Monthly Archives: January 2007

Reviewing CNet’s Review of Vista

A few notes as I read CNet’s review of Vista:

Rather than upgrade, we recommend you perform a clean installation. With a clean installation, you keep all your current on the Windows XP drive and install only the data and applications you want to run on Windows Vista. A clean install can be accomplished by buying a new PC with Windows Vista already installed, partitioning an existing Windows XP machine to dual-boot into Windows Vista, or adding a new hard drive to an existing Windows XP machine.

This paragraph is more confusing than it is helpful and full of things that are so close to wrong that they may as well be lies. There have been many reports showing how a Vista upgrade actually gives your system that fresh system feeling as well as finally being a very viable option. A clean install can be accomplished in a lot more ways than they list plus they give just enough information to be dangerous such as adding a new hard drive to an existing machine. If you actually need to read that information on how to do a clean install you’ll probably think adding a new drive is as easy as attaching an external USB drive, which won’t work since it’ll never be hit by the boot manager.

Frankly, we think it is better for you to look beyond the Windows ecosystem for e-mail, Internet browsers, and security applications.

I use IE7 and Firefox 2 both, all day, and there is nothing besides personal preference to recommend either of them for the average consumer. As far as security applications I’d say there is no better place to look for one than Microsoft’s own OneCare. It’s far more stable, helpful, and easier to use than any of the many security products I used before OneCare.

We downloaded and installed Firefox 2, made Firefox our default browser, and quickly set up a few RSS feed subscriptions. Guess what? The Windows Vista Gadget was unresponsive to our efforts, displaying only the default MSN feeds from Microsoft.

That really shouldn’t have been suprising. Firefox uses a different feed store than IE7 does. In fact, EVERY feed reading application uses it’s own feed store, with a few newer products offering integration with Microsoft’s feed list mechanism. Perhaps CNet is going for a “hey, we’re just a normal user” approach but they are supposed to be experts and know these types of things to help guide others.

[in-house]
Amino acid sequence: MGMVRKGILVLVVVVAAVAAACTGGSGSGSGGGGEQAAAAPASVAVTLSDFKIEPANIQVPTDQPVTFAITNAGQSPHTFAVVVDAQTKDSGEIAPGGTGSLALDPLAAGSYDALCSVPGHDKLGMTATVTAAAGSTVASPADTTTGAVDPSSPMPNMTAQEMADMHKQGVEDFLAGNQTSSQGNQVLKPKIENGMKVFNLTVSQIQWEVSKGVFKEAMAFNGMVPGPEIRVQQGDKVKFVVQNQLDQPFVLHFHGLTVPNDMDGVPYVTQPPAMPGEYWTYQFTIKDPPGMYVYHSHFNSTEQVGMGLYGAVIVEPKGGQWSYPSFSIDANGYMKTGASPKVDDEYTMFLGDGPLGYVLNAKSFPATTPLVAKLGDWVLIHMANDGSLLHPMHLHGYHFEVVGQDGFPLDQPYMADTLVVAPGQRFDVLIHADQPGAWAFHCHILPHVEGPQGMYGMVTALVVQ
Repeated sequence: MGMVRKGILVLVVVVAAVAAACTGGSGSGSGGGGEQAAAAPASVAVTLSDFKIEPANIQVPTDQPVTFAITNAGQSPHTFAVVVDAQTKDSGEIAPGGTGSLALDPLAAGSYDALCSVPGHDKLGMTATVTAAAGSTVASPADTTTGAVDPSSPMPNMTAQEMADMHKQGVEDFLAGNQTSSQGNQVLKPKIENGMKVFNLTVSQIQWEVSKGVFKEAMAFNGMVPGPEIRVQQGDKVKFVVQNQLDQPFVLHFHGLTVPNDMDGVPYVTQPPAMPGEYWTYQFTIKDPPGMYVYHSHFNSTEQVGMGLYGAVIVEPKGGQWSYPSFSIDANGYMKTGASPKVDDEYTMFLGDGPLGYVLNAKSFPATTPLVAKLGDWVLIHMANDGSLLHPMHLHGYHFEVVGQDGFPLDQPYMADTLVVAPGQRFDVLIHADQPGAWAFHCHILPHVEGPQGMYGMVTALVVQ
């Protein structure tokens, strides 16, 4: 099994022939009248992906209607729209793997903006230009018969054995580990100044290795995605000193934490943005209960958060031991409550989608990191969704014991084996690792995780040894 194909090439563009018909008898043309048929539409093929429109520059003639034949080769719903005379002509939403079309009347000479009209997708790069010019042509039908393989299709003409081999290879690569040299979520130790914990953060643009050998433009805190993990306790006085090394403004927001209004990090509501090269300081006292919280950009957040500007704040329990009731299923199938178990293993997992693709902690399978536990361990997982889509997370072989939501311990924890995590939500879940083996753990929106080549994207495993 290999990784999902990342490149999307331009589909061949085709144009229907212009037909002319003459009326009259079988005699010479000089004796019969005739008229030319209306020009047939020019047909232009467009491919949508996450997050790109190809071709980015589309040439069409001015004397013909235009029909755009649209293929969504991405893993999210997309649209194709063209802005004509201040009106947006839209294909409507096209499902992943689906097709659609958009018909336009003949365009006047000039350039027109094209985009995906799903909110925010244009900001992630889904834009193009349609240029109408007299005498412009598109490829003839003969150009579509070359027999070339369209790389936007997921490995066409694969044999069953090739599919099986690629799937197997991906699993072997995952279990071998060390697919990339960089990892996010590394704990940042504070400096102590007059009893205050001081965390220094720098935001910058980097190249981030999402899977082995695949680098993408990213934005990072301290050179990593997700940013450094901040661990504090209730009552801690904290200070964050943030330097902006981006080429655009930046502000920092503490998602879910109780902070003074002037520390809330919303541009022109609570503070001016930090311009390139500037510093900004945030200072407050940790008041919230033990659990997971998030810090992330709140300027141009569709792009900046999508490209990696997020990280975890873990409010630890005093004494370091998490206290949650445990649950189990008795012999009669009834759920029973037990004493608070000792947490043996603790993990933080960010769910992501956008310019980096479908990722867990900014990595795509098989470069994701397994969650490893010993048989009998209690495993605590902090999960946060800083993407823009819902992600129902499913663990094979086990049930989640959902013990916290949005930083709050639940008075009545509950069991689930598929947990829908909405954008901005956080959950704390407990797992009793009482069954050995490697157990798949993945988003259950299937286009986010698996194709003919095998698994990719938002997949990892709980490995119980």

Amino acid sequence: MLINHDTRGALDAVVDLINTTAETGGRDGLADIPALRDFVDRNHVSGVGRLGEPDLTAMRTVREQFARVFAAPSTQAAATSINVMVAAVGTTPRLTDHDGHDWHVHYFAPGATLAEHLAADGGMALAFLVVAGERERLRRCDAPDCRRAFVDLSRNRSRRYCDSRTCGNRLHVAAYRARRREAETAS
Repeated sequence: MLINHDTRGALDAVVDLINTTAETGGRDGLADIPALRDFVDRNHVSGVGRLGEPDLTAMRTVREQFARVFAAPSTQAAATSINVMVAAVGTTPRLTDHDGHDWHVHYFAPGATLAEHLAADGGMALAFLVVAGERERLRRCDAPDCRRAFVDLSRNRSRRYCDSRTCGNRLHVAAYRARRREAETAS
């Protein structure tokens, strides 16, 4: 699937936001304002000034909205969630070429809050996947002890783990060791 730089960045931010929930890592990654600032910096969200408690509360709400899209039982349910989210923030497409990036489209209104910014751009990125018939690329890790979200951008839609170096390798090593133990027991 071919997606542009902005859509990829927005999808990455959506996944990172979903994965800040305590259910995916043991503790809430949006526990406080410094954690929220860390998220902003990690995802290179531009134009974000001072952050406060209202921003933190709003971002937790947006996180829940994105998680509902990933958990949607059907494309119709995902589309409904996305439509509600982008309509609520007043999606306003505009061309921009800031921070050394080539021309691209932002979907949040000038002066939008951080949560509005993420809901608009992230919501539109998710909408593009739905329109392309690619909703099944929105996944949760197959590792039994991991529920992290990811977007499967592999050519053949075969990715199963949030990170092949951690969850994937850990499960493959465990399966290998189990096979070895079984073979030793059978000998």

Oddly enough, this is the point when they should suggest looking to third-party applications. Browsers offer very limited functionality when it comes to feed reading, a much better approach would be to pick up a copy of the excellent FeedDemon.

The downside is that older files (say you upgraded your system from Windows XP or imported data from an earlier version of Windows) will have to be retroactively metataged in order to be searched. Also different is the file path displayed within Windows Explorer. Gone are the backslashes, replaced with arrows that offer drop-down menus of alternative folders. We liked this efficient feature.

Whew, that is a mouthful of half-truths and plan wrong facts.

First, you do not want your OS automatically retroactively tagging anything for you. That is the whole point of tagging, which obviously the reviewer doesn’t get. Tagging is personal, so while you just may be doing a report on “mountains” you do not want the OS tagging everything that has “mountain” in it for you automatically, especially for people that live in Colorado, meaning half my documents would end up being auto-tagged with mountain. So, “mountain” may be a good tag but you’d want more, such as “report”, “Ecology 101″. I can’t fault the reviewer too much as they obviously don’t “get” tags.

Second, you can still search documents that haven’t been tagged. This is an amazingly bad bit of journalism as it makes it seem as if you can’t search at all. You can search just fine, and in fact much easier, for everything with the word “mountain” in it and then you can tag it if you so desire.

Third, the backslashes aren’t completely gone. Just click up in the address bar area and all those nifty drop-downs turn right back into those trusty backslashes, so you have the best of the new AND the old.

And we disagree with Microsoft’s seemingly arbitrary division of features within individual editions.

I completely agree with this one, there are too many Vista SKUs. And, as a bitchy side note, isn’t starting a sentence with “And” one of those things that are considered a rather big English no-no?

Though video playback and, yes, even the tiny icons on Windows Vista are now crisp and colorful with Aero, unless you watch YouTube videos all day, you won’t really need Aero, nor will you miss the tiny preview windows enabled on your desktop display.

Holy crap Batman! They are somehow equating Aero with watching YouTube. I burst out laughing at this little comment, though I couldn’t decide if I should just stop reading because obviously the reviewer has no familiarity with Vista or if I should be scared that this is what people are coming away with about Aero.

About those tiny preview windows that Aero enables; at first I would have agreed with the reviewer but after using Vista for about 2 weeks I discovered that I really liked them and that I actually used them quite a bit. One of the great things is that they are updated in real time, so as you hover over it you can see things like progress bars updating, which I use all the time to check on downloads, copy operations and web page loads. It’s a very subtle feature and it’s no surprise that in the cursory review Vista was given it was written off so quickly.